[Interview] Akinpelu Shogunle talks Energy in Africa

Akinpelu Shogunle, MD, Highland Energy Solution Services Ltd., talks to ABC about Energy in Africa. His interview:

Could you tell us about your company and where you operate from?

Highland Energy Solution Services Limited, a Federal Republic of Nigeria incorporated business, is an Energy Solution Services, Consulting & Integration and Project Management Company.


How long have you been the MD?

I have been the Managing Director of the firm since 2006.

Who do you service as a company, the public, private or government sector?

As a company, our services at this time are mostly focused on the government and public sectors. We have some private sector large energy users as clients. However, the bulk of our current project portfolio is public sector/government.

And who would you say is your direct competition?

There are few out there in the marketplace, but our value proposition to the market and end-users speaks to our distinction in our targeted business offerings. We aren’t overly worried about the competition.

Your company is all about Energy and Solutions. What solution would you proffer to power challenges in Africa?

There’s no easy answer to that question. I, for one, do not believe that there is a single solution that would be the answer to the challenges of energy supply deficiencies confronting some African countries, especially my beloved Nigeria. I also do not believe that focus on mega-capacity supply facilities development is an appropriate approach to this problem, since these inherently have a longer developmental cycle. What I would proffer is smaller-scale ‘hub & spoken’ generation facility architecture with a shorter turnaround developmental cycle, complementary to the larger-capacity types. This must be in addition to upgrading existing facilities to increase its production capacities, amongst other things.

If you could change something about the Energy Industry in Nigeria, what would you change?

For one, I would like to change the enabling policies of the government to make small-scale generation a more attractive proposition for the investors and developers. The generation distributive architecture of facilities would need to be re-examined and revised. Energy generation facilities development must be recognized as a sovereign security issue, in that it is more than mere infrastructure. Such an outlook would awaken the NAS and policy-makers to the needs of the people in this regard.

Finally, P-P-P strategic relationship appears to be too burdensome, as projects often get bogged down in such myriad for an extended period of time for reasons best known by the regulators, and not obvious nor clear to the investors and stakeholders. There are a few other things that I would like to change and they are essentially statutory policies rather than programmatic. The consequential effects of the policy changes would be programmatic to enable sustainable stakeholders including banking and financial institutions to fund strategic infrastructure projects on a longer range outlook basis.

What makes you most proud to be an African, specifically a Nigerian?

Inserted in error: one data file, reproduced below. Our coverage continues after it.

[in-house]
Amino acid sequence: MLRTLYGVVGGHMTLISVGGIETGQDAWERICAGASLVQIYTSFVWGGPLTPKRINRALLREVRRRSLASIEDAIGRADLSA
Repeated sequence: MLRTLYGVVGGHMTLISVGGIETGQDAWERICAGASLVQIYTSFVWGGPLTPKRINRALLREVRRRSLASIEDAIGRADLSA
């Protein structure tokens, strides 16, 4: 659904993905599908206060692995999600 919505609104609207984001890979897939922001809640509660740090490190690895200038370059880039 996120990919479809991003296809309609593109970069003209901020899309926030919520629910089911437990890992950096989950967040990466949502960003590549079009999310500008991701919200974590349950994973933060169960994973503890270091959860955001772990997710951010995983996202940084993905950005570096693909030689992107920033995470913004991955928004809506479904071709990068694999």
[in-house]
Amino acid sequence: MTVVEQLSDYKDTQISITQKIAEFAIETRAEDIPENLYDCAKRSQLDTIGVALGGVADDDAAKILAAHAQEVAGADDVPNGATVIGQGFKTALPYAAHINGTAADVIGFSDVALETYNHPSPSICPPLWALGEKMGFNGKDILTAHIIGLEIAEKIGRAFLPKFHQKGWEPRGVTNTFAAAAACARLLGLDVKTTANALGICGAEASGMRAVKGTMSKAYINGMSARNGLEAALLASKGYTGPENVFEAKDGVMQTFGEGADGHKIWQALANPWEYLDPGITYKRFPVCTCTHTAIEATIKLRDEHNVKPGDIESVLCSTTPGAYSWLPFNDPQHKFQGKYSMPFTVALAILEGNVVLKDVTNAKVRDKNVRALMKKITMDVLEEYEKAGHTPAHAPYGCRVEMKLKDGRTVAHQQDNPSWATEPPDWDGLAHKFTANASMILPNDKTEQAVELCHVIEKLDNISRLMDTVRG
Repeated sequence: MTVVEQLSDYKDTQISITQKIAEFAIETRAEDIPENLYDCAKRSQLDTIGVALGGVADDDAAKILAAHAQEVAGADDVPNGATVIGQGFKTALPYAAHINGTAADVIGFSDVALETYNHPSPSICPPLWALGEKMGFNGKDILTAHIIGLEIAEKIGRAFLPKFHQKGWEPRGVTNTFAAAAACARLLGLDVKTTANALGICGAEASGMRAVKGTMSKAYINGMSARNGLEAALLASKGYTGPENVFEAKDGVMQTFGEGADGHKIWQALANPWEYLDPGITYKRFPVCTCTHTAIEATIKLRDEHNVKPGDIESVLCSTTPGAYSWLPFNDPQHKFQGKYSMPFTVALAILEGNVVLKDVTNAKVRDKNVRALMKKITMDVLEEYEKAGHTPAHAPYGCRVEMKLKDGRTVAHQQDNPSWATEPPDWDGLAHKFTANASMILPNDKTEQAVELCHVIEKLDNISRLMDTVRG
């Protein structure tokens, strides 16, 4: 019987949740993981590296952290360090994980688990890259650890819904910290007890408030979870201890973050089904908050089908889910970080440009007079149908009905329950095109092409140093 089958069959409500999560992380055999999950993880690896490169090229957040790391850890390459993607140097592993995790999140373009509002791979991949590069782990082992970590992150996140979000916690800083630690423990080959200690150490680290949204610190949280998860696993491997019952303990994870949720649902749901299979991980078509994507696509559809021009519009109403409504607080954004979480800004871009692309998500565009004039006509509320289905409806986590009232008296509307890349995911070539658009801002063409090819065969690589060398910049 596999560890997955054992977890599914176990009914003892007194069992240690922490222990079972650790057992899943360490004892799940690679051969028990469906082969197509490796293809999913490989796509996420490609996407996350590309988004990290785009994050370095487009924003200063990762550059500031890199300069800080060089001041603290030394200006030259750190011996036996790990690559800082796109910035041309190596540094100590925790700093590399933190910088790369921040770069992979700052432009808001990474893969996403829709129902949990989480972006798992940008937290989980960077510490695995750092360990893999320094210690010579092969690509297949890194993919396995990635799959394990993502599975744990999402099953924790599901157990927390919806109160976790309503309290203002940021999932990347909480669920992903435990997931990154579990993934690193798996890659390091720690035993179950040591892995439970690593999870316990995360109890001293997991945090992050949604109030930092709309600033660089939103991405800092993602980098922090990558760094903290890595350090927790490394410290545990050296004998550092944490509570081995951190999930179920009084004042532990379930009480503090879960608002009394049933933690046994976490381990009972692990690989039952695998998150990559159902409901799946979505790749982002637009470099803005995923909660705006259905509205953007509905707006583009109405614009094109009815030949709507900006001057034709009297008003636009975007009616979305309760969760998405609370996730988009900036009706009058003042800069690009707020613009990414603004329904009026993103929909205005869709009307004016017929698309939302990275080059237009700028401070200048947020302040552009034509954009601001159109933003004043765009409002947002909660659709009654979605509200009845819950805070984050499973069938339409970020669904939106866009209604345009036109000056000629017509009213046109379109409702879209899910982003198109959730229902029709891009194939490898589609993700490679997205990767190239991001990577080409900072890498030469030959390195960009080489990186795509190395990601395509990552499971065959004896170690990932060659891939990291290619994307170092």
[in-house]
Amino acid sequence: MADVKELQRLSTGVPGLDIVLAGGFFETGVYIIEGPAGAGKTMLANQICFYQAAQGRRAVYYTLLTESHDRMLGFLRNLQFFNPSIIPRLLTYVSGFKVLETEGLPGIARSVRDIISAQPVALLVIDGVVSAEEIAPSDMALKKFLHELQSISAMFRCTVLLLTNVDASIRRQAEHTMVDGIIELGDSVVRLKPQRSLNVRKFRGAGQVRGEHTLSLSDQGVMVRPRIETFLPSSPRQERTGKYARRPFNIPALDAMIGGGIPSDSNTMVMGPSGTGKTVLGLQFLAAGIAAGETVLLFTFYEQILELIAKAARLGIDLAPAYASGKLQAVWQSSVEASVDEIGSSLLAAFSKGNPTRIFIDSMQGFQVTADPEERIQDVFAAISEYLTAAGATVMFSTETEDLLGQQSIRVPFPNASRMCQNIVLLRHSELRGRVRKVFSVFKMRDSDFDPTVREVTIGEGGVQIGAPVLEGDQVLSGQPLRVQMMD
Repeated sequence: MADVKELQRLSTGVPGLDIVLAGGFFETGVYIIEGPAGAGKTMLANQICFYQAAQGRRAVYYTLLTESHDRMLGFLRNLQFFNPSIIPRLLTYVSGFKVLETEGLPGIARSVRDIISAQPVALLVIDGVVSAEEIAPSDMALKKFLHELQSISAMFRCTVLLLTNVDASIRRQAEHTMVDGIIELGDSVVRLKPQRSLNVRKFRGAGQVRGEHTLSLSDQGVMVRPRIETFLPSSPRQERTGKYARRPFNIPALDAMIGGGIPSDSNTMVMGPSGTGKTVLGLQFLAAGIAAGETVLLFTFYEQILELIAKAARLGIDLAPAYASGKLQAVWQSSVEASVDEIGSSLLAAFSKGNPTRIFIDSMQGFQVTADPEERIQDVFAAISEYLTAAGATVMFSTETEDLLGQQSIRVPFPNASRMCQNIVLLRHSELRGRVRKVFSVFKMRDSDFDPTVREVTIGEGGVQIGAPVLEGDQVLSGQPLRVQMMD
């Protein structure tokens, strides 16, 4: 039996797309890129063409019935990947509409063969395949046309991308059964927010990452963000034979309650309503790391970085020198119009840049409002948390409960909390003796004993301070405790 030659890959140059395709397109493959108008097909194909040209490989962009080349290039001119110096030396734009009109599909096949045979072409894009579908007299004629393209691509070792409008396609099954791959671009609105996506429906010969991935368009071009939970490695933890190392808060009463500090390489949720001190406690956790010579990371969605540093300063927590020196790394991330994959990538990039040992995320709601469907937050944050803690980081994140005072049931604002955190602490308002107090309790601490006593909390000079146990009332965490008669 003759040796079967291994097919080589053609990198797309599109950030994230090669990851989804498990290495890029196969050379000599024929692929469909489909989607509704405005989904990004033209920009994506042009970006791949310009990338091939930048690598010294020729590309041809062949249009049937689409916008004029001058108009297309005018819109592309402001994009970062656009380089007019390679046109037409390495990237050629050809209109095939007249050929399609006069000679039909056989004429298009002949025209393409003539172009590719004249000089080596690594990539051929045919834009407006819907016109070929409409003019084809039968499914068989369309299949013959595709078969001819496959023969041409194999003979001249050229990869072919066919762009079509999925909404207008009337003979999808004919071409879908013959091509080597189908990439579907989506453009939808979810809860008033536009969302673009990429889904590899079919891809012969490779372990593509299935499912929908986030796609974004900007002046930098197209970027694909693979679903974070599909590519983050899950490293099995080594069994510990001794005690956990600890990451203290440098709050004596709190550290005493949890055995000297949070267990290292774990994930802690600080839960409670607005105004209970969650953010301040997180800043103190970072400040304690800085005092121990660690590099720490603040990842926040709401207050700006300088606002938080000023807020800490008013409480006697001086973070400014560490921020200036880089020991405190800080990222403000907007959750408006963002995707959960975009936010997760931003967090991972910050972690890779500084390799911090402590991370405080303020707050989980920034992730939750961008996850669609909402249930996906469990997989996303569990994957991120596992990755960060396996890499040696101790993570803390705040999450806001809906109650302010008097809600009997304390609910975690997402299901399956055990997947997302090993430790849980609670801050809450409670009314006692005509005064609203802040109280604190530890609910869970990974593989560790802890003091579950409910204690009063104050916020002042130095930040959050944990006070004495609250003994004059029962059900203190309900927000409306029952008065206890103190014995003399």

Firstly, I believe in the future Nigeria! Imperfect though it may be now, I am confident in the resilience of our people to concede to defeatist attitude. We, you and I are the change-makers and nobody will build the country for us. After all, no one develops their competition, right? As a sovereign nation, we must muster the collective national will for transformational change in the strategic direction and leadership of the country for the generations to come. The inherent abilities of our people as change-makers have been proven over and over and around the globe. Therefore, I cannot but be proud to be a Nigerian.

You are the MD of a major Energy Solution Services company in Nigeria. If you were interviewing someone for a job, what is the one quality you would look for, regardless of the job description?

Essentially, I look out for ‘solution providers’; individuals whose fundamental beliefs have not been corroded by the negativism that often seems to have pervaded the core of so many today. I am impressed by change makers extraordinaire, believers in the collective good of the people against all odds to rise above and beyond the ordinary.

Any last words?

The future of any country is in the collective hands of the people of said country. Unless we understand that and actualize programs, policies and conditions that would enhance and raise the welfare and standard of living of the people and restore their faith in the future of the next generation, we’ll be just climbing uphill as a nation.

It is incumbent upon each and every one of us, those on the ground and in the diaspora, to recognize and collaborate in leveraging the human assets and intellectual properties for the benefit of all citizens.

All of us concerned in the market sector, as employers must engender to create a sustainable business model that recognizes the critical human assets as the most important component of a successful business enterprise.

This interview was brought to you by www.africabusinesscommunities.com

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